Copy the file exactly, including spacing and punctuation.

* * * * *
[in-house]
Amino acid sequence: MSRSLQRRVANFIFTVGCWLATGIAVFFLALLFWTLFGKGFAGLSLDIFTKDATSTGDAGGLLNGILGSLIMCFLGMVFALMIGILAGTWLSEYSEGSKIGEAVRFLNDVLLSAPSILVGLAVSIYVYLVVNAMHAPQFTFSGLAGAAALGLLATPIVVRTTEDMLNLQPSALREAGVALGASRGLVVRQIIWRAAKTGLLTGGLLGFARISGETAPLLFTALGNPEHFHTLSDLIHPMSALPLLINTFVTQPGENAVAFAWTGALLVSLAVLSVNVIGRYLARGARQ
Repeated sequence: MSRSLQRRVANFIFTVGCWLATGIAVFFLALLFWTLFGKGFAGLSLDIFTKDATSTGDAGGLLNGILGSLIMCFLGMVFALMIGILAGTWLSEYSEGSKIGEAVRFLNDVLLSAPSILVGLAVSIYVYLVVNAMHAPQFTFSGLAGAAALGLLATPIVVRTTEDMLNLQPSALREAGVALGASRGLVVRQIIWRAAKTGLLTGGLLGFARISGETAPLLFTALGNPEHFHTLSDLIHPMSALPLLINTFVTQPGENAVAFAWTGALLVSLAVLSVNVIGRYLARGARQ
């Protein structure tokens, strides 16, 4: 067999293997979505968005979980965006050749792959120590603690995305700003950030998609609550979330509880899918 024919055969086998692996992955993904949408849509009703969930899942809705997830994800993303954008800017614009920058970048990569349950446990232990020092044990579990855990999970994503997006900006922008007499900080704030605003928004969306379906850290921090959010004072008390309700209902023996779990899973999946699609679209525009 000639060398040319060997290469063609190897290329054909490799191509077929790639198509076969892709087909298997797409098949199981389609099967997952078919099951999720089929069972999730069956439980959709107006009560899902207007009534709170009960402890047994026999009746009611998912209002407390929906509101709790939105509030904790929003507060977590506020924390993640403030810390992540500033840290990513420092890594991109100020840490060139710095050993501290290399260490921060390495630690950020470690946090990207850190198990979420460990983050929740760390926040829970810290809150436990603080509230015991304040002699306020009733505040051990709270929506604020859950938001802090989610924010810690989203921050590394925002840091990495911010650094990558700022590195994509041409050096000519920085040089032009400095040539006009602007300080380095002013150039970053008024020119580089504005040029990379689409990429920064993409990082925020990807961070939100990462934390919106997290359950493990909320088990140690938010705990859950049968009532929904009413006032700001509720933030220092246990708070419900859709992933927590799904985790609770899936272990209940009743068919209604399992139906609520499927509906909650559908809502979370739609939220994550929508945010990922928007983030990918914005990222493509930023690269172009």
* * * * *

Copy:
[in-house]
Amino acid sequence: MSRSLQRRVANFIFTVGCWLATGIAVFFLALLFWTLFGKGFAGLSLDIFTKDATSTGDAGGLLNGILGSLIMCFLGMVFALMIGILAGTWLSEYSEGSKIGEAVRFLNDVLLSAPSILVGLAVSIYVYLVVNAMHAPQFTFSGLAGAAALGLLATPIVVRTTEDMLNLQPSALREAGVALGASRGLVVRQIIWRAAKTGLLTGGLLGFARISGETAPLLFTALGNPEHFHTLSDLIHPMSALPLLINTFVTQPGENAVAFAWTGALLVSLAVLSVNVIGRYLARGARQ
Repeated sequence: MSRSLQRRVANFIFTVGCWLATGIAVFFLALLFWTLFGKGFAGLSLDIFTKDATSTGDAGGLLNGILGSLIMCFLGMVFALMIGILAGTWLSEYSEGSKIGEAVRFLNDVLLSAPSILVGLAVSIYVYLVVNAMHAPQFTFSGLAGAAALGLLATPIVVRTTEDMLNLQPSALREAGVALGASRGLVVRQIIWRAAKTGLLTGGLLGFARISGETAPLLFTALGNPEHFHTLSDLIHPMSALPLLINTFVTQPGENAVAFAWTGALLVSLAVLSVNVIGRYLARGARQ
């Protein structure tokens, strides 16, 4: 067999293997979505968005979980965006050749792959120590603690995305700003950030998609609550979330509880899918 024919055969086998692996992955993904949408849509009703969930899942809705997830994800993303954008800017614009920058970048990569349950446990232990020092044990579990855990999970994503997006900006922008007499900080704030605003928004969306379906850290921090959010004072008390309700209902023996779990899973999946699609679209525009 000639060398040319060997290469063609190897290329054909490799191509077929790639198509076969892709087909298997797409098949199981389609099967997952078919099951999720089929069972999730069956439980959709107006009560899902207007009534709170009960402890047994026999009746009611998912209002407390929906509101709790939105509030904790929003507060977590506020924390993640403030810390992540500033840290990513420092890594991109100020840490060139710095050993501290290399260490921060390495630690950020470690946090990207850190198990979420460990983050929740760390926040829970810290809150436990603080509230015991304040002699306020009733505040051990709270929506604020859950938001802090989610924010810690989203921050590394925002840091990495911010650094990558700022590195994509041409050096000519920085040089032009400095040539006009602007300080380095002013150039970053008024020119580089504005040029990379689409990429920064993409990082925020990807961070939100990462934390919106997290359950493990909320088990140690938010705990859950049968009532929904009413006032700001509720933030220092246990708070419900859709992933927590799904985790609770899936272990209940009743068919209604399992139906609520499927509906909650559908809502979370739609939220994550929508945010990922928007983030990918914005990222493509930023690269172009």